Clinical management of acute liver failure: Results of an international multi-center survey Observational Study

Liane Rabinowich, Julia Wendon, William Bernal, Oren Shibolet

Research output: Contribution to journalReview articlepeer-review


AIM To assess the practice of caring for acute liver failure (ALF) patients in varying geographic locations and medical centers. METHODS Members of the European Acute Liver Failure Consortium completed an 88-item questionnaire detailing management of ALF. Responses from 22 transplantation centers in 11 countries were analyzed, treating between 300 and 500 ALF cases and performing over 100 liver transplants (LT) for ALF annually. The questions pertained to details of the institution and their clinical activity, standards of care, referral and admission, wardbased care versus intensive care unit (ICU) as well as questions regarding liver transplantation - including criteria, limitations, and perceived performance. Clinical data was also collected from 13 centres over a 3 mo period. RESULTS The interval between referral and admission of ALF patients to specialized units was usually less than 24 h and once admitted, treatment was provided by a multidisciplinary team. Principles of care of patientsrelation to recognition of severity and care of the more critically ill. Centers exhibited similarities in thresholds for ICU admission and management of severe hepatic encephalopathy. Over 80% of centers administered n-Acetyl-cysteine to ICU patients for non-paracetamolrelated ALF. There was significant divergence in the use of prophylactic antibiotics and anti-fungals, lactulose, nutritional support and imaging investigations in admitted patients and in the monitoring and treatment of intra-cranial pressure (ICP). ICP monitoring was employed in 12 centers, with the most common indications being papilledema and renal failure. Most patients listed for transplantation underwent surgery within an average waiting time of 1-2 d. Over a period of 3 mo clinical data from 85 ALF patients was collected. Overall patient survival at 90-d was 76%. Thirty six percent of patients underwent emergency LT, with a 90% post transplant survival to hospital discharge, 42% survived with medical management alone. CONCLUSION Alongside similarities in principles of care of ALF patients, major areas of divergence were present in key areas of diagnosis, monitoring, treatment and decision to transplant.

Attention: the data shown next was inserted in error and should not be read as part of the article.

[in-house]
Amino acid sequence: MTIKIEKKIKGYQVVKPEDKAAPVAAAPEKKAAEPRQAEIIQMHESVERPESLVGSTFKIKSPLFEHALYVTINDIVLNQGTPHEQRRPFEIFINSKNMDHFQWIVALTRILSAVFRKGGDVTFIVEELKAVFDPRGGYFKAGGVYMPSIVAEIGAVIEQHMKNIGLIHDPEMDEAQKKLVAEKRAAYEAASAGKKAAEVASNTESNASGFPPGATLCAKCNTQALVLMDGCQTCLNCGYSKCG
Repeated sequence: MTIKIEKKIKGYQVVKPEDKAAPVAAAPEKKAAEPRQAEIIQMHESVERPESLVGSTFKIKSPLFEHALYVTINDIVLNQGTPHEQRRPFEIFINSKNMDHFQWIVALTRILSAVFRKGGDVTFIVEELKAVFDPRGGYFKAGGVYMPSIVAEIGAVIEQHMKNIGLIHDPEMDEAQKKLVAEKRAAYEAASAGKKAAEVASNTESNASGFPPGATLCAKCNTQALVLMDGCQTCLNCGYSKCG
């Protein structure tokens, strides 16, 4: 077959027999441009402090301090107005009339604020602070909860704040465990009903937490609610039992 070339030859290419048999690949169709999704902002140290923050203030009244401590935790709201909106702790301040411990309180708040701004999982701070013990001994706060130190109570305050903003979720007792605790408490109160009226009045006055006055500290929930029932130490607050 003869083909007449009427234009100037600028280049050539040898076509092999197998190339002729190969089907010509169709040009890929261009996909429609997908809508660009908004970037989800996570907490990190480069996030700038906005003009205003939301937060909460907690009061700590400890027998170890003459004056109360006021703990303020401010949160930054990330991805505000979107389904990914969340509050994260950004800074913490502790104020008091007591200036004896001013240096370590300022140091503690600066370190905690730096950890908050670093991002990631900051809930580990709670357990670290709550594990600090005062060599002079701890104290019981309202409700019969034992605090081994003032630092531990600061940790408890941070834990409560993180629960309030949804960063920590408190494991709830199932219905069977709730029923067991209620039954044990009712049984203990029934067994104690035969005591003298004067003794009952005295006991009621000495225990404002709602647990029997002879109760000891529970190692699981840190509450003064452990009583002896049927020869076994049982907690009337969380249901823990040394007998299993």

Original languageEnglish
Pages (from-to)7595-7603
Number of pages9
JournalWorld Journal of Gastroenterology
Issue number33
StatePublished - 7 Sep 2016
Externally publishedYes


  • Acute liver failure
  • Hepatic encephalopathy
  • Intra-cranial pressure
  • Liver transplantation


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